We chose to provide a stable store for files and to maintain a high degree of control over their use via a Fedora repository. Fedora has a well documented API and a stable community of developers. For this project we have a separate installation of Fedora that is not used by non-LCP applications. The data modeling and business rules governing persistence and versioning of this data are dramatically different from those that govern our digital collections or institutional repository.  Consequently, we chose to keep this Fedora instance distinct from other uses of Fedora at the UW-Madison Libraries.

At the present time, this use of the repository is simple: librarians put things in and patrons get them out. In our application setup, Fedora only listens to localhost connections for requests to create new objects or retrieve files (specifically, datastreams, in Fedora lingo). Those requests come from an interface component described in the section “Data for Presentation & Interaction” below. The interface component coordinates authorization for adding to the repository and determines who has permission to retrieve items from it.

Course Info

The second major kind of data used by our application is campus course information. By working with our university’s central IT department we can automatically deliver individual library course pages to students enrolled in the corresponding courses through our campus portal. There are three high-level stages that make this happen:

  1. First we pull a local copy of course metadata from our university’s central IT department
  2. Next the we expose the metadata pulled from step 1 to the application that creates library course pages
  3. Finally, we provide a metadata feed back to our campus portal about our library course pages

Delivering our data feed back to the central campus portal is important because it is already serving essential course related content to students. The libraries can work easily with campus systems because we all share common metadata elements that originate within the campus timetable and enrollment system.

It is key to understand that the libraries do not control the data elements, their organization, or semantics. These are determined by our local campus registrar. We use remote ODBC database connections to pull a feed of the relevant course metadata from the central IT department, and cache a local copy of timetable course offerings for fast use by LCP processes. We then make this data available via a web service to the application used by librarians to build a course page. The aim of this course metadata service is to make information available to people working on library reserves or course-focused instruction at the point of need. We rebuild our cache daily due to the volatile nature of our university’s course offerings; we maintain local data only for the current semester and the next semester.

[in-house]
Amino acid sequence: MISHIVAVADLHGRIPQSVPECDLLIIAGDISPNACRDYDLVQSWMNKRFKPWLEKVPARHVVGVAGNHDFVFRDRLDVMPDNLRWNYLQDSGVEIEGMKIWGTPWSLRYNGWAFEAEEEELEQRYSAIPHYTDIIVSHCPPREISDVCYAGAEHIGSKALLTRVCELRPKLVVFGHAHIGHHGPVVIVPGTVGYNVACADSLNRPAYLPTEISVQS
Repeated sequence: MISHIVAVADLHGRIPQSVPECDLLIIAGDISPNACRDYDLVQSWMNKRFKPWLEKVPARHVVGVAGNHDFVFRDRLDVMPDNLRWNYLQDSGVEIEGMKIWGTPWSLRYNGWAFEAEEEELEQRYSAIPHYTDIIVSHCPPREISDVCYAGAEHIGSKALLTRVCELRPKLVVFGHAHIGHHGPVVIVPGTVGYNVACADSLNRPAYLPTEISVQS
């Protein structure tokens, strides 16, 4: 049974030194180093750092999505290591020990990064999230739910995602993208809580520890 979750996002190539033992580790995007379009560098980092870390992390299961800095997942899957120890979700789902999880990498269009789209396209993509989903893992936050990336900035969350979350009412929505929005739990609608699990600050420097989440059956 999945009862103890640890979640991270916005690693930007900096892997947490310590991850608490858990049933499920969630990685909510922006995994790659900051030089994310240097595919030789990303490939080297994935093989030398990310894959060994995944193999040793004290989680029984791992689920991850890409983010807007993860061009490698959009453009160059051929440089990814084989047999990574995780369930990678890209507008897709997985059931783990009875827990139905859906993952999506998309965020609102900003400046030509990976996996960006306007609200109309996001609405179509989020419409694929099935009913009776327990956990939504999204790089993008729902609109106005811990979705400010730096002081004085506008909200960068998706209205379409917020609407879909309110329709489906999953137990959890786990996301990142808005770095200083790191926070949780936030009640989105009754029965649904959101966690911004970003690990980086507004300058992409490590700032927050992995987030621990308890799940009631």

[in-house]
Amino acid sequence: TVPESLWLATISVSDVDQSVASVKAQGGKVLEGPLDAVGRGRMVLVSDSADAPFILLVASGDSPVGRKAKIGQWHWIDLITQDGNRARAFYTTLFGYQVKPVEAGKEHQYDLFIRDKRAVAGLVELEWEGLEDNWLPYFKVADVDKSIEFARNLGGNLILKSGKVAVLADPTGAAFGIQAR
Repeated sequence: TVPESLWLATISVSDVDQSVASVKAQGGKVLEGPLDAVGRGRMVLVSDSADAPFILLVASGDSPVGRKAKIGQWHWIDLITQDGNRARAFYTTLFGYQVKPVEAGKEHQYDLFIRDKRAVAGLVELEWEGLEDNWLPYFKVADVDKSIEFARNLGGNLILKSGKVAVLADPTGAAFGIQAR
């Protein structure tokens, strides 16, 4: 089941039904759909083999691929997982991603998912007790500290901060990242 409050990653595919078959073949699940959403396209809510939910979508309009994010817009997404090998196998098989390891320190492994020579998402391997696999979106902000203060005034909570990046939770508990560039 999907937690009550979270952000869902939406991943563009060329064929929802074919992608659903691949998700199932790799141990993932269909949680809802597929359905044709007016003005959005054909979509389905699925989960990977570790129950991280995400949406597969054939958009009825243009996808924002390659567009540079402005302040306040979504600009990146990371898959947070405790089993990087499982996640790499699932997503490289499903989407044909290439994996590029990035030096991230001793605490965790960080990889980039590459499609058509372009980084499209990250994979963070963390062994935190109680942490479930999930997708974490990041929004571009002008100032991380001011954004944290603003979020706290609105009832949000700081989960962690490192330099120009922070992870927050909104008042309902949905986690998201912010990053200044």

Because of this highly localized data model, we chose to write our own custom data service for this piece of the LCP application. We wrote code for this component that pulls a fresh feed from campus IT servers daily, stores the information in a local database optimized for point of need exposure in the form of XML, and which responds to requests using a simple URL structure based on the campus metadata model. What we identified as particular to this component is the manner in which we wanted to expose it: by translating the elements that the UW-Madison campus uses to identify courses into resources that can be accessed via RESTful URL structures.

We chose to use the Restlet framework to write this part of the application. Restlet is a lightweight Java-based framework for writing Web applications according to the REpresentational State Transfer (REST)-style architecture. It excels at mapping a URL path into parameters that can then be easily accessed by application code. For example, in order to identify Lecture 1 of the Computer Science course Introduction to Programming, offered during the Spring 2009 semester, our campus uses 5 pieces of metadata:

  • the term (semester) code,
  • the session code, e.g., the standard 15 week session for spring and fall semesters,
  • the campus subject (department) code,
  • the course number, and
  • the section number.

We access the local cache of the XML metadata for this course by visiting the following URL pattern:

http://localhost/terms/<TERM_CODE>/<SESSION_CODE>/<SUBJECT_CODE>/<COURSE>/<SECTION>

The URL for the Comp Sci course in question is:

http://localhost/terms/1094/A1/266/302/001

The resource returned is an XML view with relevant data from our course timetable:

<section>
 <type>LEC</type>
 <number>001</number>
 <timeOfDay>01:00 PM 02:15 PM</timeOfDay>
 <daysOfWeek>TR</daysOfWeek>
 <course>
  <number>302</number>
  <title>Introduction to Programming</title>
  <department>
   <code>266</code>
   <name>COMPUTER SCIENCES</name>
  </department>
  <session>
   <code>A1</code>
   <term>
    <code>1094</code>
    <semester>Spring</semester>
    <year>2009</year>
   </term>
  </session>
 </course>
 <instructors>
  <instructor>Skrentny,James Douglas</instructor>
 </instructors>
</section>

Other useful URL-defined resources in our application include things like a list of courses offered by the Computer Sciences department:

http://localhost/terms/1094/A1/266

or a list of departments offering courses during a given session:

http://localhost/terms/1094/A1

These kinds of resources can be used to generate navigation screens when a librarian is selecting a course to create a new library course page (see Figure 1). The Restlet framework excels at mapping URL-identified resources into programmatic objects. By splitting our LCP system into three distinct applications we were free to use this technology to solve one problem extremely well.
navigation screen for attaching course metadata to a  Library course page